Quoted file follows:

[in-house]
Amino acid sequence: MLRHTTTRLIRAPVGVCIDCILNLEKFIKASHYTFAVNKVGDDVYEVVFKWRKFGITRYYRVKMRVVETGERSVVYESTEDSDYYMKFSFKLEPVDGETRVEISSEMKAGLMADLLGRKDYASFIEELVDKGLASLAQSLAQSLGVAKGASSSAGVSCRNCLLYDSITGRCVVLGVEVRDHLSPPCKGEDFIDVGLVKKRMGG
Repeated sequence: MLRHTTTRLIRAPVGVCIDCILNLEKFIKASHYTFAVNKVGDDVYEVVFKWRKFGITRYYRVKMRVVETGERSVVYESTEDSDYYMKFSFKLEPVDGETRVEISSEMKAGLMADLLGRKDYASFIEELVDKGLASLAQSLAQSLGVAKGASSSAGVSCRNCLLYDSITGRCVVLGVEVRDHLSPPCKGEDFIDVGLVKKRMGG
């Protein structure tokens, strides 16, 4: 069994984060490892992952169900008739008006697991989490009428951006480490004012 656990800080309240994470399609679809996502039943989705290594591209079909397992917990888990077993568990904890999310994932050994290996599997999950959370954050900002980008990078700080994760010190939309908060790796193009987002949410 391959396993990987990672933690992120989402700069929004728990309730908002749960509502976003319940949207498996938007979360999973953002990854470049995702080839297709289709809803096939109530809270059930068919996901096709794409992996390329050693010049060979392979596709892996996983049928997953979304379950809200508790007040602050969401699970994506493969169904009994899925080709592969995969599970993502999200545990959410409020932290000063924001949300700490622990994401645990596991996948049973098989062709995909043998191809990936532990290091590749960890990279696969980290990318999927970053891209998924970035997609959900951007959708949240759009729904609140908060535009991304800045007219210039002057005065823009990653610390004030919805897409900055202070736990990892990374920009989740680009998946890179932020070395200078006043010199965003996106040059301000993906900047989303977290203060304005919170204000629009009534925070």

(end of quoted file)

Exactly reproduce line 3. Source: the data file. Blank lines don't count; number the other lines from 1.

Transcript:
Repeated sequence: MLRHTTTRLIRAPVGVCIDCILNLEKFIKASHYTFAVNKVGDDVYEVVFKWRKFGITRYYRVKMRVVETGERSVVYESTEDSDYYMKFSFKLEPVDGETRVEISSEMKAGLMADLLGRKDYASFIEELVDKGLASLAQSLAQSLGVAKGASSSAGVSCRNCLLYDSITGRCVVLGVEVRDHLSPPCKGEDFIDVGLVKKRMGG